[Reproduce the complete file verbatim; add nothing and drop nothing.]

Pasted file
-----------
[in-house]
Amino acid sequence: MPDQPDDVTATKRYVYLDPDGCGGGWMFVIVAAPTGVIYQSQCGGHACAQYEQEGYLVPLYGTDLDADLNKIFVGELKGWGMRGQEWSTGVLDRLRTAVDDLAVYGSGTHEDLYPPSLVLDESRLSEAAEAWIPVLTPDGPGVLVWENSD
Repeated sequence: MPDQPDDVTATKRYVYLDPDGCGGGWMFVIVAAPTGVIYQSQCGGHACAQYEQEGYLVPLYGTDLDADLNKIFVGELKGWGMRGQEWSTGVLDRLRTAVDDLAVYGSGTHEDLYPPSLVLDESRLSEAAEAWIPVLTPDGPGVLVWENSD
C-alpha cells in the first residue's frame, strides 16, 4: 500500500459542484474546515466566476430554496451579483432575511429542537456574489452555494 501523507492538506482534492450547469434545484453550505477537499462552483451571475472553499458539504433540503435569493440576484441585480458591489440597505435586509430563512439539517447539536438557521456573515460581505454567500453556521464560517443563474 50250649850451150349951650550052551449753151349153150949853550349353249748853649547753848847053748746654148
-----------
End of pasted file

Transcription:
[in-house]
Amino acid sequence: MPDQPDDVTATKRYVYLDPDGCGGGWMFVIVAAPTGVIYQSQCGGHACAQYEQEGYLVPLYGTDLDADLNKIFVGELKGWGMRGQEWSTGVLDRLRTAVDDLAVYGSGTHEDLYPPSLVLDESRLSEAAEAWIPVLTPDGPGVLVWENSD
Repeated sequence: MPDQPDDVTATKRYVYLDPDGCGGGWMFVIVAAPTGVIYQSQCGGHACAQYEQEGYLVPLYGTDLDADLNKIFVGELKGWGMRGQEWSTGVLDRLRTAVDDLAVYGSGTHEDLYPPSLVLDESRLSEAAEAWIPVLTPDGPGVLVWENSD
C-alpha cells in the first residue's frame, strides 16, 4: 500500500459542484474546515466566476430554496451579483432575511429542537456574489452555494 501523507492538506482534492450547469434545484453550505477537499462552483451571475472553499458539504433540503435569493440576484441585480458591489440597505435586509430563512439539517447539536438557521456573515460581505454567500453556521464560517443563474 50250649850451150349951650550052551449753151349153150949853550349353249748853649547753848847053748746654148